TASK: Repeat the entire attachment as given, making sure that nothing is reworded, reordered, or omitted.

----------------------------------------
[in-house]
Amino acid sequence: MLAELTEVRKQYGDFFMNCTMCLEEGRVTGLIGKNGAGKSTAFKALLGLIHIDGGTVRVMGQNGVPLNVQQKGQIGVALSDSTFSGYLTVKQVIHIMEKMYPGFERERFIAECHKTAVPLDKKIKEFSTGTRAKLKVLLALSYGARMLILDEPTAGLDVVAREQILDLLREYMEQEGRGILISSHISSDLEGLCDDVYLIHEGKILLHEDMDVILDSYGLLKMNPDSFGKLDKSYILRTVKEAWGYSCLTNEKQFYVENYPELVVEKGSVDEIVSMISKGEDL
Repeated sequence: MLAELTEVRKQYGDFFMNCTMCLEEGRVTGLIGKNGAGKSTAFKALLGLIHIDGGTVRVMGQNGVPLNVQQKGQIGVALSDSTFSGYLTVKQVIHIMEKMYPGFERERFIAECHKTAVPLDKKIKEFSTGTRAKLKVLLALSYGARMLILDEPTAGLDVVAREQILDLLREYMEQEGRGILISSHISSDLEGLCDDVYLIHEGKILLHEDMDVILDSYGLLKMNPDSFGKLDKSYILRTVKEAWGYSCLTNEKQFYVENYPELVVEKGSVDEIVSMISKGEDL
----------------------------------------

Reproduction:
[in-house]
Amino acid sequence: MLAELTEVRKQYGDFFMNCTMCLEEGRVTGLIGKNGAGKSTAFKALLGLIHIDGGTVRVMGQNGVPLNVQQKGQIGVALSDSTFSGYLTVKQVIHIMEKMYPGFERERFIAECHKTAVPLDKKIKEFSTGTRAKLKVLLALSYGARMLILDEPTAGLDVVAREQILDLLREYMEQEGRGILISSHISSDLEGLCDDVYLIHEGKILLHEDMDVILDSYGLLKMNPDSFGKLDKSYILRTVKEAWGYSCLTNEKQFYVENYPELVVEKGSVDEIVSMISKGEDL
Repeated sequence: MLAELTEVRKQYGDFFMNCTMCLEEGRVTGLIGKNGAGKSTAFKALLGLIHIDGGTVRVMGQNGVPLNVQQKGQIGVALSDSTFSGYLTVKQVIHIMEKMYPGFERERFIAECHKTAVPLDKKIKEFSTGTRAKLKVLLALSYGARMLILDEPTAGLDVVAREQILDLLREYMEQEGRGILISSHISSDLEGLCDDVYLIHEGKILLHEDMDVILDSYGLLKMNPDSFGKLDKSYILRTVKEAWGYSCLTNEKQFYVENYPELVVEKGSVDEIVSMISKGEDL